Researchers at the IGTP identify new candidate biomarkers for the initial stages of childhood diabetes type 1

- Research

The Immunology of Diabetes Group at the IGTP has published its first results for their new research line on type 1 diabetes (T1D) in children, focused on the mechanisms of the re-establishment of tolerance in children at the start of the disease and the definition of new biomarkers for its remission. In a preliminary study, published in the journal Translational Research, the researchers have tried to identify new biomarkers that indicate the immune-regulatory changes during the first two years of progression of paediatric T1D and the phases of remission. The development of this line of research is funded by DiabetesCERO Foundation, founded by a patients' association.

One of the recognized characteristics of diabetes type 1 is what is known as the partial remission phase, also called the honeymoon. Patients experience a reduction in the need for the administration of insulin and this typically occurs between six months and two years after diagnosis, that is to say, when the patient starts treatment. During this partial remission, the need for insulin can drop by up to 50% and this can mean it is confused with a misdiagnosis of the disease. Although the mechanisms of this partial remission are little known, it is probable that it is due to metabolic changes and a partial recovery of immunological tolerance.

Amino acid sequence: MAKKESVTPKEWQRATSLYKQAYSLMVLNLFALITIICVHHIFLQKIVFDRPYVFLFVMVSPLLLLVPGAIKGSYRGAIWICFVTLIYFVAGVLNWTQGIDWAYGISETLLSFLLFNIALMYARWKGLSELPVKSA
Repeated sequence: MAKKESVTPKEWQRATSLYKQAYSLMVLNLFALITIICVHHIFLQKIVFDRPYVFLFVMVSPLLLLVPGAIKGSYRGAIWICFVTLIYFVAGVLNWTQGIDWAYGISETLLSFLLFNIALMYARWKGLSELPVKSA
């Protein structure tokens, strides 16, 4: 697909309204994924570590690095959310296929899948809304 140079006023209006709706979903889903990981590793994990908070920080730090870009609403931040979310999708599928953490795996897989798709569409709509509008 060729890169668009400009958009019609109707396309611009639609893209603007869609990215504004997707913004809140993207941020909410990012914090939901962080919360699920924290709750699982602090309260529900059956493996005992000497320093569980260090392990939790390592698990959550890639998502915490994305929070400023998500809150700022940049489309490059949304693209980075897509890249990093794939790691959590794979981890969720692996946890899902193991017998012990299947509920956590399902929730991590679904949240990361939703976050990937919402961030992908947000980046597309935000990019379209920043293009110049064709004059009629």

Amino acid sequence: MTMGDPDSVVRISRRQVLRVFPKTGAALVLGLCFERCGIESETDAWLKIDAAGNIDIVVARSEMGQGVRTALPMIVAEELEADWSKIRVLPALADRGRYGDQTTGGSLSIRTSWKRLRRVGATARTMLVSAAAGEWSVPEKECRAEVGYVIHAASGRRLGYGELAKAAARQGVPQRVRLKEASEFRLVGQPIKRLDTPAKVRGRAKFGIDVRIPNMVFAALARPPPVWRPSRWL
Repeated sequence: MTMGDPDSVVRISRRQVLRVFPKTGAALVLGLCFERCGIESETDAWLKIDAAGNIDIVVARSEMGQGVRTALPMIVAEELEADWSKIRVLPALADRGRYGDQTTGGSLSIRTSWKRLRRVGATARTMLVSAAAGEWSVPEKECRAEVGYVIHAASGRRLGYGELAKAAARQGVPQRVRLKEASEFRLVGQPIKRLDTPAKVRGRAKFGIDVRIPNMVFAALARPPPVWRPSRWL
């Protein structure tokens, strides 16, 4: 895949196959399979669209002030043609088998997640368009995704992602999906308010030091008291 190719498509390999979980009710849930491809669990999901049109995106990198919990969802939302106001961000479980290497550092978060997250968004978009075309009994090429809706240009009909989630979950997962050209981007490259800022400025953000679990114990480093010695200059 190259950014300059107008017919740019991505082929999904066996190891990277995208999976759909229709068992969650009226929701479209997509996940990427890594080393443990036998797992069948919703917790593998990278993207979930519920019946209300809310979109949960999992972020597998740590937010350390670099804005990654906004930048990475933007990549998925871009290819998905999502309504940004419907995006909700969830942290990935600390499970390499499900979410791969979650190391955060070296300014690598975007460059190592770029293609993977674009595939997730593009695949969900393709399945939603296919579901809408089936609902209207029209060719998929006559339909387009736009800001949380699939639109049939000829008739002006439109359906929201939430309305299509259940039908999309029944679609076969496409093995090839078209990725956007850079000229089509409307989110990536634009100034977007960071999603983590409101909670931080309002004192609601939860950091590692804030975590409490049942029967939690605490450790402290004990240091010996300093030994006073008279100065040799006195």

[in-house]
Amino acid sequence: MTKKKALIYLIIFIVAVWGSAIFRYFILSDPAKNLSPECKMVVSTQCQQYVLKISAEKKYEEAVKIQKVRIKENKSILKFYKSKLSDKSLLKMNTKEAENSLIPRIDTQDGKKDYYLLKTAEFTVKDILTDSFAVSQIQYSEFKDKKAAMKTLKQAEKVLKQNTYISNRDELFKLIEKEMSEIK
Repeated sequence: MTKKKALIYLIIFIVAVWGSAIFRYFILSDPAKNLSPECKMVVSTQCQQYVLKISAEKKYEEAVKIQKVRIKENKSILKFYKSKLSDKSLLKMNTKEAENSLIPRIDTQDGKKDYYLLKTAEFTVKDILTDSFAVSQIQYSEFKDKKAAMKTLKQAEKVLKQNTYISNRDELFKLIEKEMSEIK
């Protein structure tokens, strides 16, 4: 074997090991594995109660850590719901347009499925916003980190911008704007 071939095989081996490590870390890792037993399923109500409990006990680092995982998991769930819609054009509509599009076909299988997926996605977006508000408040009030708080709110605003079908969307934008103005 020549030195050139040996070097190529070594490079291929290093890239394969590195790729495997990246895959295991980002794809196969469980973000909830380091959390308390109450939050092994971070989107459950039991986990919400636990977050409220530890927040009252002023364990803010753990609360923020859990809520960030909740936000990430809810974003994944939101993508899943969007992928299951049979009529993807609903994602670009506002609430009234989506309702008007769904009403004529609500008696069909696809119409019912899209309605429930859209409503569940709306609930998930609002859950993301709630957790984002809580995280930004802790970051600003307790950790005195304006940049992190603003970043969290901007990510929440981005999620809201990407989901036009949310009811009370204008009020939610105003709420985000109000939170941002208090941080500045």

The current study, led by Dr Marta Vives-Pi and Adrian Villalba, has identified alterations in the levels of molecules related to the immunological and endocrine systems and other changes in immune-regulating cells circulating in the blood. "These changes probably reflect an attempt to recover self-tolerance in the initial stages of T1D in children," explains Villalba, "Eventually, they could serve as potential biomarkers to characterize the progression of T1D." They have identified five candidate biomarkers in a cohort of paediatric patients from the Germans Trias Hospital.

The next steps are to widen the cohort and include big data in the study. Starting with the honeymoon period, the objective will be to identify biomarkers that will be able to differentiate between the different phases of T1D. Some clinical trials for this disease fail because it is not yet possible to stratify the patients and separate out those at different stages and the initial remission stage may help to improve the precision." Because of this," says Villalba, "the new biomarkers could be the key to identifying new patients suitable for clinical trials."